Remembering and Raising Dr. Julia Hare: Her Honored Life and Unforgettable Love 
March 7, 2019
As an African people, a caring and committed people, we can never get used to the passing of those we love, respect and honor. We imagine them always with us, laughing and lifting us up, bringing the dawn and opening the way for us to see and assert ourselves in dignity-affirming, life-enhancing and flourishing-directed ways and we are duly disoriented if not undone when they leave us. ... read more »
Remembering and Re-Reading Woodson: Envisioning an Emancipatory Education
February 14, 2019
Clearly, in this important month and historical moment of celebrating Black History thru reflective remembrance and recommitment to ever-deeper study and emancipatory practice, our minds easily turn to the writings and life work of the father of Black History Month, Dr. Carter G. Woodson (1875–1950). For it is Dr. Woodson who framed and laid the foundation for our celebration of Black History Month, having given his life to writing, teaching and advocating history as an indispensable core of any real, useful and emancipatory education. And it is he who founded the Association for the Study of Negro Life and History (1915), the Journal of Negro History(1916), and Negro History Week (1926). These were later renamed to reflect the constant rethinking needed to meet the challenges and changes of our time: the Association for the Study of African American Life and History, the Journal of African American History and Black History Month, respectively. ... read more »
Excising America’s Cancer of Racism: Turning Left from the Far Right Lane
February 7, 2019
It is all there, the beginning of another myth-making drama of an America honestly engaged in coming to terms with its racist past and present, openly discussing the grievous hurt and harm White racism causes to its victims, and making a united front and consensus call for the resignation of a governor caught with his white Klan cape up and his blackface guard down in a pre-selfie photo for his med school yearbook. Clearly, it must be an important issue, for it is on all the media: corporate, social and otherwise. And if it drags out long enough, it could inspire the making of a movie or at least lead to other goodwill tours inside the alternating racist and reformist mind of America. ... read more »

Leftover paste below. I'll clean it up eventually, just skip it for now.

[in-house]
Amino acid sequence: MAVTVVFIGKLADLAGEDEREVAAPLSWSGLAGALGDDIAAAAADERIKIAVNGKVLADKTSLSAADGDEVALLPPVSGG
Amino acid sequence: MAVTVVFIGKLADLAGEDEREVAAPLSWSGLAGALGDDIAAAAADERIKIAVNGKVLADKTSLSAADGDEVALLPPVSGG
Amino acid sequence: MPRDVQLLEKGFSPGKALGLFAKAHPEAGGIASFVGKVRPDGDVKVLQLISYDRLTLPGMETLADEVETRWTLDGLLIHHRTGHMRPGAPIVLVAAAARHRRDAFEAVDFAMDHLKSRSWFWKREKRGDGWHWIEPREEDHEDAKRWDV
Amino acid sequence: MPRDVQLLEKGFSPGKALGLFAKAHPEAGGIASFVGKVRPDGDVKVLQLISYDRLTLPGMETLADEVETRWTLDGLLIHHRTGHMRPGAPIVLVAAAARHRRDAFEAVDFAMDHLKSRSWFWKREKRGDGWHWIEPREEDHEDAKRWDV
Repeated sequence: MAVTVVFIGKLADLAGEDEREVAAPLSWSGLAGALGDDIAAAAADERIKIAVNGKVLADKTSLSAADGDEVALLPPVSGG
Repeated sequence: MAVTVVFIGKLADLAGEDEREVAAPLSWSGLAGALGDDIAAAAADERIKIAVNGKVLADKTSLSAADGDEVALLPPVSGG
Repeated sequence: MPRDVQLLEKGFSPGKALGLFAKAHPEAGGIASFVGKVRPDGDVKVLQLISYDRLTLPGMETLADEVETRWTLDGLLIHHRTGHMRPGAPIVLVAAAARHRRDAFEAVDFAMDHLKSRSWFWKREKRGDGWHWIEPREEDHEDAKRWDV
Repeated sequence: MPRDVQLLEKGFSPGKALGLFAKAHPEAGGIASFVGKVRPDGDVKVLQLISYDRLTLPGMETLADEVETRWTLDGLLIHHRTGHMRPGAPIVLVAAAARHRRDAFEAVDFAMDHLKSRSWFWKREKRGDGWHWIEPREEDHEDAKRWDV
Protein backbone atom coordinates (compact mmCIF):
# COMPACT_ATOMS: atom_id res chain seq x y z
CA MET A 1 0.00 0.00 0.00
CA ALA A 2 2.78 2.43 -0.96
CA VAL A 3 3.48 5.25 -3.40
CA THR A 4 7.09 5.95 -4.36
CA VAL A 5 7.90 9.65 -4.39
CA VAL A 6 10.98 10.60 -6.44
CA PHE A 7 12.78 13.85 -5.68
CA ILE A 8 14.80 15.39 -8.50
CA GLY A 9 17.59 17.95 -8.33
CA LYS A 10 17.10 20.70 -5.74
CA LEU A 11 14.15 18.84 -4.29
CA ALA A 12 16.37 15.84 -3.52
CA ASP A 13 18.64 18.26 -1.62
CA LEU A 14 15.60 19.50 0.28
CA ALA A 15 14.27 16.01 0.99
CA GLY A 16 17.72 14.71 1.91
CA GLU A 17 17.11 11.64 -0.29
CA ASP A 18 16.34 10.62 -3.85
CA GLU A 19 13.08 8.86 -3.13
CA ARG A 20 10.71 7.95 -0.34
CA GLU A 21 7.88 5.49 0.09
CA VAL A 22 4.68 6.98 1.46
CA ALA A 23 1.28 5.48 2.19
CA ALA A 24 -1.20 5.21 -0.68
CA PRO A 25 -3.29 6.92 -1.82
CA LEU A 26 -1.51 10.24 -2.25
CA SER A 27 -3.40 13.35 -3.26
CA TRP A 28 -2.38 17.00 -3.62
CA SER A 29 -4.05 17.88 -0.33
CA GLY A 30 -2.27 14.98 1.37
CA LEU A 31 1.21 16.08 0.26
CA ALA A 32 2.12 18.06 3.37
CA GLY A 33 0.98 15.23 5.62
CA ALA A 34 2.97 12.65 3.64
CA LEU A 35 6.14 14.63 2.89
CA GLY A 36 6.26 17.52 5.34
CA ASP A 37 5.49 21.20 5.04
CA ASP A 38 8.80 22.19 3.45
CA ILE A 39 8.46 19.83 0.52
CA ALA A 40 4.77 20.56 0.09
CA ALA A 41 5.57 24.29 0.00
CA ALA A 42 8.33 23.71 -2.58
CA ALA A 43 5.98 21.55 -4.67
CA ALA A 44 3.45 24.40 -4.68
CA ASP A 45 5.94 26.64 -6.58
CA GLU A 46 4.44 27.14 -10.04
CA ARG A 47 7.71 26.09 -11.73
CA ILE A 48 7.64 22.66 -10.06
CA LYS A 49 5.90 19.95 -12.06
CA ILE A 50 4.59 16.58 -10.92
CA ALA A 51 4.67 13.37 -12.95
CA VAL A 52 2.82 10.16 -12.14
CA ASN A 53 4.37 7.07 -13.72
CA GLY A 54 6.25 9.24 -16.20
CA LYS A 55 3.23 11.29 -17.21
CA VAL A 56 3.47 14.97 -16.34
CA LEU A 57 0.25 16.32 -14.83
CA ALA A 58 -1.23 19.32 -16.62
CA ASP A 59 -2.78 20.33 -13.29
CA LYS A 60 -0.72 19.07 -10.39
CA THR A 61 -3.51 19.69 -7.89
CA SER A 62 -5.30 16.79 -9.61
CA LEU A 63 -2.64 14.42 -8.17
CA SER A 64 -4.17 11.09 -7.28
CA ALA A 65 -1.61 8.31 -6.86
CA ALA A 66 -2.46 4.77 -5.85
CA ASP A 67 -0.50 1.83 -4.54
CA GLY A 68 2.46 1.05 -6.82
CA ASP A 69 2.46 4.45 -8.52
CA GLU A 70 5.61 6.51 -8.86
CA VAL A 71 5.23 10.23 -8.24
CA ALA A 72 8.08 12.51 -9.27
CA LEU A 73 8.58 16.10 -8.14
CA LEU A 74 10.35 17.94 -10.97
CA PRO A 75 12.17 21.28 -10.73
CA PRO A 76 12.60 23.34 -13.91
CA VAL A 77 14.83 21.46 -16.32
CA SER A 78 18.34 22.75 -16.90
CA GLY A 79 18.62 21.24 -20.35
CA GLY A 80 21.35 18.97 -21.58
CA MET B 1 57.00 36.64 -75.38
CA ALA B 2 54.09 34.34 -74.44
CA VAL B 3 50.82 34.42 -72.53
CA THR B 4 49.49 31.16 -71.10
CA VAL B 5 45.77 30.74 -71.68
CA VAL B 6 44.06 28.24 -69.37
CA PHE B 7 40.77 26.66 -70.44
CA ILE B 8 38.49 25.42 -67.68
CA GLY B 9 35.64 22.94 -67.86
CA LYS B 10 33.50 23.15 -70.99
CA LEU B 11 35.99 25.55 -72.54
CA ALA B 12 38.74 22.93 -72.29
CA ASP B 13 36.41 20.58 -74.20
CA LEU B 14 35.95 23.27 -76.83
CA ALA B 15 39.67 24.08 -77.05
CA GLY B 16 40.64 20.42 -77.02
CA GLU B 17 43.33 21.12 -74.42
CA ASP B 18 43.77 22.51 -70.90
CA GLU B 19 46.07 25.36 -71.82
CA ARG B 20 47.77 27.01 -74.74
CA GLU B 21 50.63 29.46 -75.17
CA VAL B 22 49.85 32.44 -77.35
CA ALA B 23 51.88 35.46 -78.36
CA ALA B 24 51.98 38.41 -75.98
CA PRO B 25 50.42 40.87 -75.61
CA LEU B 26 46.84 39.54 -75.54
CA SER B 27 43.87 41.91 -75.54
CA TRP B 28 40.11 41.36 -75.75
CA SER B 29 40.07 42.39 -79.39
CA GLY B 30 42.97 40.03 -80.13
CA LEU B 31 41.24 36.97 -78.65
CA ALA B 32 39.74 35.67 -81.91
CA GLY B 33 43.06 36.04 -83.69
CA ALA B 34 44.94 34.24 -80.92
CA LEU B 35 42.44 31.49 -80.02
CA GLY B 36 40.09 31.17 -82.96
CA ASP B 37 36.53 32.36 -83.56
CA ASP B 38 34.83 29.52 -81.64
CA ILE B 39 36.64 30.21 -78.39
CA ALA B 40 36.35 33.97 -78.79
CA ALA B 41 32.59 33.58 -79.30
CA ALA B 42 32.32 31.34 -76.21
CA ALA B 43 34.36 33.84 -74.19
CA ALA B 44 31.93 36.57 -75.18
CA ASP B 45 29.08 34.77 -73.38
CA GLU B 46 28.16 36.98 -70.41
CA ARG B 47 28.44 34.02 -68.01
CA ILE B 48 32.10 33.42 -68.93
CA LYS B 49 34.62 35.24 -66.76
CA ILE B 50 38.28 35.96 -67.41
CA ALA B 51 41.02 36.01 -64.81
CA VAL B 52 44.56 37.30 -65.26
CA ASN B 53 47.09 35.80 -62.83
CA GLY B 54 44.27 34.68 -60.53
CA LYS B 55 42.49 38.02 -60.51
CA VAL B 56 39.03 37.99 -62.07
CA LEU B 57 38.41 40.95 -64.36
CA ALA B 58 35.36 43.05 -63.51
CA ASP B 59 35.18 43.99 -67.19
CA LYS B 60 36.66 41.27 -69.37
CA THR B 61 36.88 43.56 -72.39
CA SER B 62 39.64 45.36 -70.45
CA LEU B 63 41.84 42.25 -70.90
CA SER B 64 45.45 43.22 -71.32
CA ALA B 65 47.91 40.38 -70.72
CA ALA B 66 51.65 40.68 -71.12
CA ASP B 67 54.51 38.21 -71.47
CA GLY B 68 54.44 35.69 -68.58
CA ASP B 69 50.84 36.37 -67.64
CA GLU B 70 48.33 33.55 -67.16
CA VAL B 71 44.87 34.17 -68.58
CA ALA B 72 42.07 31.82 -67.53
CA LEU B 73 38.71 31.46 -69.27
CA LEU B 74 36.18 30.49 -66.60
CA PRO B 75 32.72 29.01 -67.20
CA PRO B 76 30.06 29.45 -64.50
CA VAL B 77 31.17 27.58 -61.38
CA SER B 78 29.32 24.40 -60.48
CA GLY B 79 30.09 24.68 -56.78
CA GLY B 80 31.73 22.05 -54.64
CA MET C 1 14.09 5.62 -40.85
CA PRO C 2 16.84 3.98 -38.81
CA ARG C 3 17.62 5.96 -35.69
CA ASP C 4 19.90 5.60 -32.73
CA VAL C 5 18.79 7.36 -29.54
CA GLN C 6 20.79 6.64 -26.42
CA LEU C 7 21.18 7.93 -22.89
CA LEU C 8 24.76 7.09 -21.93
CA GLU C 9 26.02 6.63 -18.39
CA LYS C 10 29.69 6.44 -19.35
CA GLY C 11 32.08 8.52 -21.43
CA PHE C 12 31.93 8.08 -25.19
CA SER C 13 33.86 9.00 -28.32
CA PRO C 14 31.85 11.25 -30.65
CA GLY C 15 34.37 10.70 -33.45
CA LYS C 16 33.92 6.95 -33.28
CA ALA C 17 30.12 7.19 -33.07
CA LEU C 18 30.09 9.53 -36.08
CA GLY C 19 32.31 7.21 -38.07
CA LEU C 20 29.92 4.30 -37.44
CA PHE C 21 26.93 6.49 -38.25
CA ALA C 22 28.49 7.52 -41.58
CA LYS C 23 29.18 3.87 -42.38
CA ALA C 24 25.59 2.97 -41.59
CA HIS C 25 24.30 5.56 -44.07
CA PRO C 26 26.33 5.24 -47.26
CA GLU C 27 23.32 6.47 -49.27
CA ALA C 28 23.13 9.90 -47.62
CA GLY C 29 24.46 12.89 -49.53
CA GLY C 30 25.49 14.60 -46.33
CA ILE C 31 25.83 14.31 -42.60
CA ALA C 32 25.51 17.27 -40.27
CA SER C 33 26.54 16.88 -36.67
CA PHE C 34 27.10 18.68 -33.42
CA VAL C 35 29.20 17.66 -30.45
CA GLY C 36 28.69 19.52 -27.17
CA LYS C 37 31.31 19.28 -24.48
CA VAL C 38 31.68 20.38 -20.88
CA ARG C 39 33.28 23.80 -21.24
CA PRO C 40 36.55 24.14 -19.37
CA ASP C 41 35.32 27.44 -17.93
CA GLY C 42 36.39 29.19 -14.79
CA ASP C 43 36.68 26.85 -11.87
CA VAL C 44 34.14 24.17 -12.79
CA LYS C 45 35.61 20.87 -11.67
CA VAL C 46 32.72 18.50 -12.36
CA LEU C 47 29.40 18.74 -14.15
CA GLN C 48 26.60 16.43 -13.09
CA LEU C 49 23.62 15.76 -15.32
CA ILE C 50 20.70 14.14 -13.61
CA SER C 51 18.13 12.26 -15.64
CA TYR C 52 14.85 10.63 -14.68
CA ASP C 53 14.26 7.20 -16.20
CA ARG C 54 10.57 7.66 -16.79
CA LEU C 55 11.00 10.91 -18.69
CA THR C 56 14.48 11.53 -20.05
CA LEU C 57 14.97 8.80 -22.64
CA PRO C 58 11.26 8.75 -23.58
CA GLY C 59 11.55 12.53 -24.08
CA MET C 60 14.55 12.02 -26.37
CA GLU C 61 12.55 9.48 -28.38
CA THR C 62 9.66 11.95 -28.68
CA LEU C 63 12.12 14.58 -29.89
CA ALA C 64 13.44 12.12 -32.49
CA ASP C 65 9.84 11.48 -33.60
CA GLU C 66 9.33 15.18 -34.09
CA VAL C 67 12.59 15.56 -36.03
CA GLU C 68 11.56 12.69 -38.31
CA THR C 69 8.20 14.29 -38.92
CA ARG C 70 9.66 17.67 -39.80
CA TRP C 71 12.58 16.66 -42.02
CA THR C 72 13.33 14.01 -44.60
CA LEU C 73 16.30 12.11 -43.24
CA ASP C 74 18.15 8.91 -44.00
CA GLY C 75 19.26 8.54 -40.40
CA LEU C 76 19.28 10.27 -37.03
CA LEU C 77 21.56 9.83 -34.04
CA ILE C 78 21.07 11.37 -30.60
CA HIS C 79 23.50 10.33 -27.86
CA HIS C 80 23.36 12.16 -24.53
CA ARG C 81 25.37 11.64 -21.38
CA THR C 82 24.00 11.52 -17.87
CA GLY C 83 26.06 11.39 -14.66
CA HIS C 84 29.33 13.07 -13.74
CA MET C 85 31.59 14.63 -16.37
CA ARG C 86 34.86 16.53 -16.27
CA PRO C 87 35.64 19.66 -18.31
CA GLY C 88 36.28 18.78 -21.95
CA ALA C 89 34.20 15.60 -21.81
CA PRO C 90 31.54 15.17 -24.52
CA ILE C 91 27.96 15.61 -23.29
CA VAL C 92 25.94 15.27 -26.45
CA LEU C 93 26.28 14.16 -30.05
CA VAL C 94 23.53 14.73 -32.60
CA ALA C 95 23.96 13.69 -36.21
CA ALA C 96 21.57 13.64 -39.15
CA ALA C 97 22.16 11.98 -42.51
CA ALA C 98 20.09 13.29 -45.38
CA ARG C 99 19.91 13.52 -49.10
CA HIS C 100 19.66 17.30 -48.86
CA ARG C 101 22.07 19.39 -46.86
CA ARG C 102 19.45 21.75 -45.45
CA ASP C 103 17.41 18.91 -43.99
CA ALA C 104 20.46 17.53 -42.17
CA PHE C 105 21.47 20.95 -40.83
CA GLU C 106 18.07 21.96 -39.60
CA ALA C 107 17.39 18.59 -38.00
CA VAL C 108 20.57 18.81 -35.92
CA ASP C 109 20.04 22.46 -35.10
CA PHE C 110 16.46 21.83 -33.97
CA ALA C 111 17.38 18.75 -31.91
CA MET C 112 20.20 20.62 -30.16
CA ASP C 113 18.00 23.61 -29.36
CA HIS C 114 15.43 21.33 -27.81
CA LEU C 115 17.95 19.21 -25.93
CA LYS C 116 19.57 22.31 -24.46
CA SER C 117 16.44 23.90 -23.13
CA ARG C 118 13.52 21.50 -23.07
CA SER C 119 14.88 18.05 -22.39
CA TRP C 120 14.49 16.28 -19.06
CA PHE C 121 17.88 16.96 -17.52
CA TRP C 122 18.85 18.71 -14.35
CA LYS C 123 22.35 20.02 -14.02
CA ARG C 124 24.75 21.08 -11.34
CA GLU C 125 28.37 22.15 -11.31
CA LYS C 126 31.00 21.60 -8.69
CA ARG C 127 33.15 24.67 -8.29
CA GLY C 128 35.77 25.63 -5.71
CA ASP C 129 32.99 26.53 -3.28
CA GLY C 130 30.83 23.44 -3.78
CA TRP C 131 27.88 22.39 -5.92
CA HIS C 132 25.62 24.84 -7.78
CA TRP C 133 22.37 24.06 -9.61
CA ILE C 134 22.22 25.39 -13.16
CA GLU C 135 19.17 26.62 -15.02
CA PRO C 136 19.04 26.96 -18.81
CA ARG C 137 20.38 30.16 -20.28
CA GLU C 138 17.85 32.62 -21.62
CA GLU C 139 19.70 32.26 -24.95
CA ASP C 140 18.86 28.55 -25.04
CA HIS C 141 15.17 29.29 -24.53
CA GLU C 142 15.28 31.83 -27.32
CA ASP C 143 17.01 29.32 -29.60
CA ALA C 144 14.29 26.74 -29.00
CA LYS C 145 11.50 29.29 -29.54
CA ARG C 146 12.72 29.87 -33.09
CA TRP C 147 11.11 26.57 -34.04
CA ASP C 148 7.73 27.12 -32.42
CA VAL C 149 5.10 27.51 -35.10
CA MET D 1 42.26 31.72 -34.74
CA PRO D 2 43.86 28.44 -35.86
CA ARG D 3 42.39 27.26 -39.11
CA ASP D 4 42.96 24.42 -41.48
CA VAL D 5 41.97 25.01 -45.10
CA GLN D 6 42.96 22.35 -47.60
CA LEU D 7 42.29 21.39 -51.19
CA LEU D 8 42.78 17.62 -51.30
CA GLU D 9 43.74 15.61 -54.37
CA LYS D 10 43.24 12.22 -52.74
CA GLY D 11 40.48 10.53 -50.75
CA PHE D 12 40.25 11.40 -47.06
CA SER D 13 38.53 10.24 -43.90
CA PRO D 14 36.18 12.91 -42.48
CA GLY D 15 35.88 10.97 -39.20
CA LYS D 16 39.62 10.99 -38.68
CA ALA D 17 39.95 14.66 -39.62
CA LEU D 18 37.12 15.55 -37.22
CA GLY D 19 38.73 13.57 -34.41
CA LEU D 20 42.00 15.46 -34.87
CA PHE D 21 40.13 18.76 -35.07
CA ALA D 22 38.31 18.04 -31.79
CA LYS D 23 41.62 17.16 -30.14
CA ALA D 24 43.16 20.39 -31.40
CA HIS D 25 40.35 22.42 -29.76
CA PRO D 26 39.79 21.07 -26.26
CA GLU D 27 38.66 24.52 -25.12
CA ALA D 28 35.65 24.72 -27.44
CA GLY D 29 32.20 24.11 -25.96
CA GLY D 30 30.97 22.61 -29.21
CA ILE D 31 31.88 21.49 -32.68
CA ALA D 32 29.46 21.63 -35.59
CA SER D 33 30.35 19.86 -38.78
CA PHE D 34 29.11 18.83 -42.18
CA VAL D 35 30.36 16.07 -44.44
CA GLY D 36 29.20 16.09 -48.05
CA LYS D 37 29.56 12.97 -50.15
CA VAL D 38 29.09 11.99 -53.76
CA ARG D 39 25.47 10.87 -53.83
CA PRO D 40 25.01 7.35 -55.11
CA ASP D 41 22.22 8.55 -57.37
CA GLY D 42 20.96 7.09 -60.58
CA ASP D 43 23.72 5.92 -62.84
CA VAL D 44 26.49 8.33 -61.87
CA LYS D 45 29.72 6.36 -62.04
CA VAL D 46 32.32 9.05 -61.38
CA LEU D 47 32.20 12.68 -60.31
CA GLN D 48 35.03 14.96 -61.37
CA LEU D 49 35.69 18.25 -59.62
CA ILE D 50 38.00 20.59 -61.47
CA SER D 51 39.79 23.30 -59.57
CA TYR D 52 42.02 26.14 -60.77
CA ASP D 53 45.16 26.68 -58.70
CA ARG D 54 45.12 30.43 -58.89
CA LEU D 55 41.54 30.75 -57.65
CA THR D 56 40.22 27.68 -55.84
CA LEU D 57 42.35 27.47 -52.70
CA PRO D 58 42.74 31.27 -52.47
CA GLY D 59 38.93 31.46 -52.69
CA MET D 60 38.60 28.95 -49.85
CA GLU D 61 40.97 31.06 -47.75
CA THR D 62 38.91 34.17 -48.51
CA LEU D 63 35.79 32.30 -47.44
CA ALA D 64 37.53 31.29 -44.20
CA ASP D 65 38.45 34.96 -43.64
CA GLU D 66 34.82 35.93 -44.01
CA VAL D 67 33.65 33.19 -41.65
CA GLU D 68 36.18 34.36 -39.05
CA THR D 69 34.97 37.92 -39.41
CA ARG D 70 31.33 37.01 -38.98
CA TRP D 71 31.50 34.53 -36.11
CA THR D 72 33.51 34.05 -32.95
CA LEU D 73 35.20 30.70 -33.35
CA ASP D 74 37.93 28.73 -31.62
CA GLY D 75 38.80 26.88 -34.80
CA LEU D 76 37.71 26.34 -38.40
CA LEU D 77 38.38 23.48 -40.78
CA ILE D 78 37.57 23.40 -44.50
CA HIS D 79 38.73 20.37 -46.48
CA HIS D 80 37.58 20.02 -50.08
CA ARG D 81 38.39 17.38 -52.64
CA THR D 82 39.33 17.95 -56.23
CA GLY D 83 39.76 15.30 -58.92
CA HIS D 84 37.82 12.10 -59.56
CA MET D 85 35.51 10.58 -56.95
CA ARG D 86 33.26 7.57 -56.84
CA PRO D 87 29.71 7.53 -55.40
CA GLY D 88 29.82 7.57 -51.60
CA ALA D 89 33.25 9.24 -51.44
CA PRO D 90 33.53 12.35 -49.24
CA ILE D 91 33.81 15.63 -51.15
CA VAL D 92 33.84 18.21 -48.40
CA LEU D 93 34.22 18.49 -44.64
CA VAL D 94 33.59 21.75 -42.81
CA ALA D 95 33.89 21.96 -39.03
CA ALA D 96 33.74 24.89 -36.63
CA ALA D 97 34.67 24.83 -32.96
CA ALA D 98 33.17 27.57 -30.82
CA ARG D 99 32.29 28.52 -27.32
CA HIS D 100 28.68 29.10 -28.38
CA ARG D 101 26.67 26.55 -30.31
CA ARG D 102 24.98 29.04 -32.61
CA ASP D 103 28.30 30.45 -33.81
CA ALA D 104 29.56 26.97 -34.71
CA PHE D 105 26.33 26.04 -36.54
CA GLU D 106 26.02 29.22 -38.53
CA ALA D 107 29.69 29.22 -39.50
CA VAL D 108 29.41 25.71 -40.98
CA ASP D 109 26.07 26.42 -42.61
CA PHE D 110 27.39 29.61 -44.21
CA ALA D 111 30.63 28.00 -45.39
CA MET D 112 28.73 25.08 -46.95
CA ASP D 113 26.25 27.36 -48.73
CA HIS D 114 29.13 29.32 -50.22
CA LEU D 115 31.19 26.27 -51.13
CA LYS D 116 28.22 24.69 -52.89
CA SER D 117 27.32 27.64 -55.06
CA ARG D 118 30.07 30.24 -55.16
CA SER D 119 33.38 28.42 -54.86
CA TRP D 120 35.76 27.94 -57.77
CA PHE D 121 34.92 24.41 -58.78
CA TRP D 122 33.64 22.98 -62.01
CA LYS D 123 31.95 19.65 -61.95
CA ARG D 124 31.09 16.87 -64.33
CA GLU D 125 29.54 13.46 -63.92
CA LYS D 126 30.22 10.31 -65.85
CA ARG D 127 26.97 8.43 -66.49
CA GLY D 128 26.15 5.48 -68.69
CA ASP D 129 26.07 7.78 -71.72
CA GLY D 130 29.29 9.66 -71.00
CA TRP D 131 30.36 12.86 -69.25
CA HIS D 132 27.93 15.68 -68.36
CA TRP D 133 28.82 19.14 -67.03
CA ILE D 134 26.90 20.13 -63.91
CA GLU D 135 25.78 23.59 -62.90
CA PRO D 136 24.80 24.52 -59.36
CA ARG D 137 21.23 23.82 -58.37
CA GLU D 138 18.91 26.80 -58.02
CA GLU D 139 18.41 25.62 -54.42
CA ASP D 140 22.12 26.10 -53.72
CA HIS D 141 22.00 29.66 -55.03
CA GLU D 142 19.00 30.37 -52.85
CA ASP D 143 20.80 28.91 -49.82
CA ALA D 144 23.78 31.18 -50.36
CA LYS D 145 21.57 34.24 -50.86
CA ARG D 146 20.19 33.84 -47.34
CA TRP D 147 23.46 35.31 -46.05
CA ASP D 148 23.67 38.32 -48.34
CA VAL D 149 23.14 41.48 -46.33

Meditating on the Meaning of Struggle: Valuing Our Inward and Outward Striving
January 31, 2019
Odu Ifa 11:1 tells us we must, in our most earnest struggle, also model fire without its destructiveness, but with its capacity to make a way for itself. ... read more »
The Compelling Need and Notion of Freedom: Retrieving Our Expansive Concept of Struggle
January 24, 2019
As we celebrate each year our strivings and struggles through history, the Black Freedom Movement is always a central focus. But we may not call it by its rightful name, because it has been renamed by the established order as the Civil Rights Movement and this has implications for us in terms of self-determination and how we define our goals, what we count as victory, and the lessons and spirit of life and struggle we learn and absorb from this world historical struggle. Our urgent and constant call was “Freedom Now!” and even now, it is no less necessary. ... read more »